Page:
Posted By: Sarah - Vet

Freddy gets a lump on his hind leg

Freddy and Molly are a beautiful pair of pugs who arrived at their home from a rescue centre. We’re not sure how or if they are related but they are inseparable. They are both sweet natured, friendly little dogs but despite all the training and reassurance their owner gives them, something from their past always makes them anxious when they come and see us, particularly Molly.

Fortunately, they are a healthy pair and we tend to only see them for an annual check over and vaccination. This year, there was a slight concern about Freddy; a tiny lump that had been noted under the skin of a hind leg the previous year had grown to about two centimetres across – a fair size on the leg of a little dog.

It is impossible to be sure from a physical examination whether a lump is benign or potentially cancerous, so we decided to perform a fine needle aspirate to try and establish what sort of growth it was. This involves passing a hypodermic needle into a lump and gently applying negative pressure to try and remove some cells into the needle. These are then blown and carefully smeared onto a slide and sent to a pathology laboratory. Most dogs and cats tolerate this well and Freddy was very patient with his owner holding and reassuring him.

The result came back quite swiftly. Unfortunately, the lump was diagnosed as a mast cell tumour. These are relatively common in dogs but rarely seen in cats. Mast cells contain granules of histamine and heparin which we know to cause itching and swelling in allergic reactions, so sometimes these lumps can swell and then reduce in size again. They also vary from relatively benign to very aggressive and malignant. Fortunately, the laboratory suggested a more benign form was most likely in Freddy’s case, but they would need to examine a piece of tissue rather than just cells to be certain.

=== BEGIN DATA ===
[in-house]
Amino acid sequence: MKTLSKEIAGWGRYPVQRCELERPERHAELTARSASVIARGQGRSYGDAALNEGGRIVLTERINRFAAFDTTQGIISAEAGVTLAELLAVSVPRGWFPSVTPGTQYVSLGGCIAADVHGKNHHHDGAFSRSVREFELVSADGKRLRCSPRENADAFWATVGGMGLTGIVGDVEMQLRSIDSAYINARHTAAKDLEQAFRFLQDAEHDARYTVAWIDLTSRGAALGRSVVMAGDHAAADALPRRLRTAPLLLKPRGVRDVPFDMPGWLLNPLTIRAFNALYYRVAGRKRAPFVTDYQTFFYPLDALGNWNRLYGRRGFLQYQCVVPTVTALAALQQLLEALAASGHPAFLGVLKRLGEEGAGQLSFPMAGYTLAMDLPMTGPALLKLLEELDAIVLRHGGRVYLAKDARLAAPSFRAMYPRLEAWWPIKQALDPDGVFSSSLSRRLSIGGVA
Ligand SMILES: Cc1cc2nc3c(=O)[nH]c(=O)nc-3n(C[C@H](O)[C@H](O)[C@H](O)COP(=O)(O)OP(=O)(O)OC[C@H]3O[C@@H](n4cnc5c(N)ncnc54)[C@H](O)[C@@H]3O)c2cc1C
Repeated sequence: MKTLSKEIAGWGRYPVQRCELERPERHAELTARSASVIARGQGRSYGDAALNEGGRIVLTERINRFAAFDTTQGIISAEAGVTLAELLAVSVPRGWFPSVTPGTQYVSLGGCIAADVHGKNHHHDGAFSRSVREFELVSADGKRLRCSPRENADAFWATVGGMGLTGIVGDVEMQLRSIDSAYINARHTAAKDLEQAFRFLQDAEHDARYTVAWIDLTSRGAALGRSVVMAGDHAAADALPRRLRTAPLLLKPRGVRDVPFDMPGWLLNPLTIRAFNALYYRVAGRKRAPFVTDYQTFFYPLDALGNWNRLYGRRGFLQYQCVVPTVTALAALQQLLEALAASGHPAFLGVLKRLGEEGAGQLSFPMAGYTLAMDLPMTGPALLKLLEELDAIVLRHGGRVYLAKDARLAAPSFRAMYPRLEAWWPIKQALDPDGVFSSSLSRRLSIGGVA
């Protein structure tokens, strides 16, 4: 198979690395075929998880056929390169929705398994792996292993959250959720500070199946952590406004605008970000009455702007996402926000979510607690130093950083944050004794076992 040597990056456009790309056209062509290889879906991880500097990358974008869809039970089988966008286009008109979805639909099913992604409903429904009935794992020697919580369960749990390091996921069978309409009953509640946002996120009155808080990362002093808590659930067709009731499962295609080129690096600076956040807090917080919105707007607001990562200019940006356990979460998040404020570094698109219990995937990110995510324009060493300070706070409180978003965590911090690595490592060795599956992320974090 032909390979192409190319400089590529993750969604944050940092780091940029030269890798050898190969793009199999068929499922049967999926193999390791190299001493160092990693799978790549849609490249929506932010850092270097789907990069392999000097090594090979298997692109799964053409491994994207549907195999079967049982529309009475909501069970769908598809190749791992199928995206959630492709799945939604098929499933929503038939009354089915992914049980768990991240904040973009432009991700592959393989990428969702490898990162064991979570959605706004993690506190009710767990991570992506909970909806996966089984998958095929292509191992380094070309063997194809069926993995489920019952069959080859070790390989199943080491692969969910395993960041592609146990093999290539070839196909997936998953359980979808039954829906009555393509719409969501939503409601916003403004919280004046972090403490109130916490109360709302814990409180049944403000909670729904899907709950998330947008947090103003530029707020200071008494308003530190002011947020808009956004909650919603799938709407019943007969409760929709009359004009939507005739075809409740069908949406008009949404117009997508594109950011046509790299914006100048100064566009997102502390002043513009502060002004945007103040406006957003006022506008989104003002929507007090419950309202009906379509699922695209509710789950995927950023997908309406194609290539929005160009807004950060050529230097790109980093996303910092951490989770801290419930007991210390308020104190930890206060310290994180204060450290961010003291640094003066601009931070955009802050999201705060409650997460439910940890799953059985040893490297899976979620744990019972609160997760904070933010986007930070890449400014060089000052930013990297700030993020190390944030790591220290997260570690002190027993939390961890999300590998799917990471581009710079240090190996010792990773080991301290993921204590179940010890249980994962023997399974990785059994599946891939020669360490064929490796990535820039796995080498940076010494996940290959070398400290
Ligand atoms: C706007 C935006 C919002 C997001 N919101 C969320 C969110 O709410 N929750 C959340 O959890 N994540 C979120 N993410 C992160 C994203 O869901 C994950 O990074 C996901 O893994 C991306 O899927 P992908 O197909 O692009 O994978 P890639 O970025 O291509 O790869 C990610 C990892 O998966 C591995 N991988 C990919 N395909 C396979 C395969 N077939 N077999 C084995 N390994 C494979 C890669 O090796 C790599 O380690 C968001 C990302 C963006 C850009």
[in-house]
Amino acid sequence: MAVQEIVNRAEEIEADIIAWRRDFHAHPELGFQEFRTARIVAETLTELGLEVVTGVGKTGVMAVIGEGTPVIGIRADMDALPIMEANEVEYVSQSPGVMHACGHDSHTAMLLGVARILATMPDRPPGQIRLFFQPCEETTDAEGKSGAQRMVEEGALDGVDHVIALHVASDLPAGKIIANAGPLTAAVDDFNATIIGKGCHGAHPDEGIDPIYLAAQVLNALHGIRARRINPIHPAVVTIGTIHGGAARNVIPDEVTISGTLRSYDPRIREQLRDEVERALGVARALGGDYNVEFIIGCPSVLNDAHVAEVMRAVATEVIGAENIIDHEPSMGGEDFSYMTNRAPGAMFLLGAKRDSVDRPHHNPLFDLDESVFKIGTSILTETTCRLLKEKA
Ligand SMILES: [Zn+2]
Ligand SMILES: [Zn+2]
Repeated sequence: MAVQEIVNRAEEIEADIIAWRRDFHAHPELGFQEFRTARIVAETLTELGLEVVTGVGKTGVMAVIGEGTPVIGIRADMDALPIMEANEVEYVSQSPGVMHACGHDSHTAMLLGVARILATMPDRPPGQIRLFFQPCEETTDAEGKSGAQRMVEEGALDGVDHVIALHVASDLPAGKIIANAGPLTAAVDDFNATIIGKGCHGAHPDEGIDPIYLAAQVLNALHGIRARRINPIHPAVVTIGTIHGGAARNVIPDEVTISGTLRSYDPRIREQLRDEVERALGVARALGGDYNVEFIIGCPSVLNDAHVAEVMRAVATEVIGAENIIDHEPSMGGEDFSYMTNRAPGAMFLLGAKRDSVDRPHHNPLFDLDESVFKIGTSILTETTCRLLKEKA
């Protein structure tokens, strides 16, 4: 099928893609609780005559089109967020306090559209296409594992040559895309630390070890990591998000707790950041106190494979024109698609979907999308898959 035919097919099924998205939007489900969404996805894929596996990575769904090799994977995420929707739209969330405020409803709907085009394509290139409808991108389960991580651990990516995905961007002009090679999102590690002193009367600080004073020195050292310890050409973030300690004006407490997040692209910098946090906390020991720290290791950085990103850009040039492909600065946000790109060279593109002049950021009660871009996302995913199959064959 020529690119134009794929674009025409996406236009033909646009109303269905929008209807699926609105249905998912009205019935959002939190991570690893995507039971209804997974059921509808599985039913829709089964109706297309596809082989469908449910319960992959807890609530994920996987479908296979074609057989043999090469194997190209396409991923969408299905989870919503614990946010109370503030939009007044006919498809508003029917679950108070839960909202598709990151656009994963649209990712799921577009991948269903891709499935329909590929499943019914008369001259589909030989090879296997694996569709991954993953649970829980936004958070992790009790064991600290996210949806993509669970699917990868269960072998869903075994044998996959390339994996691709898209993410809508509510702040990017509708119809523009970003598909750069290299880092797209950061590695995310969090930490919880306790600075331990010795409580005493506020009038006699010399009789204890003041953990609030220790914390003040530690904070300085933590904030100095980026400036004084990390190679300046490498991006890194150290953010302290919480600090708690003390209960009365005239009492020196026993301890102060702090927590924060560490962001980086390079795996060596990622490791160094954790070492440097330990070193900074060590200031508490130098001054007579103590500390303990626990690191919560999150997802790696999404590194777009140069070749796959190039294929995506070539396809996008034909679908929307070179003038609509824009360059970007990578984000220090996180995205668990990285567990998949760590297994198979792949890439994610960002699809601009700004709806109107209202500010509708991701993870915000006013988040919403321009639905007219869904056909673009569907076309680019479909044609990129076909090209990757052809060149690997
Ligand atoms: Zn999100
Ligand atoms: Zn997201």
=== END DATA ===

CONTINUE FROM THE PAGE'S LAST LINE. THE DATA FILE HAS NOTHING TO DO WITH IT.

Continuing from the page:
Freddy was booked in for surgery as soon as we could arrange it. The surgery consisted of removing the tumour under general anaesthesia with a sizeable margin of normal looking tissue as mast cell tumours are notorious for spreading out from the recognisable tumour. He recovered well from the surgery and was back at home with Molly that evening.

We sent the tumour away for analysis and were all very pleased to hear a week later that not only had it been completely removed with no abnormal cells at the edge of the surgical site, but that it was one of the more benign forms of mast cell tumour, so Freddy should not have any more problems with it.   

The other piece of good news is that when Freddy came to have his stitches removed, his kind owner brought us a delicious home made cake! It did not last long…

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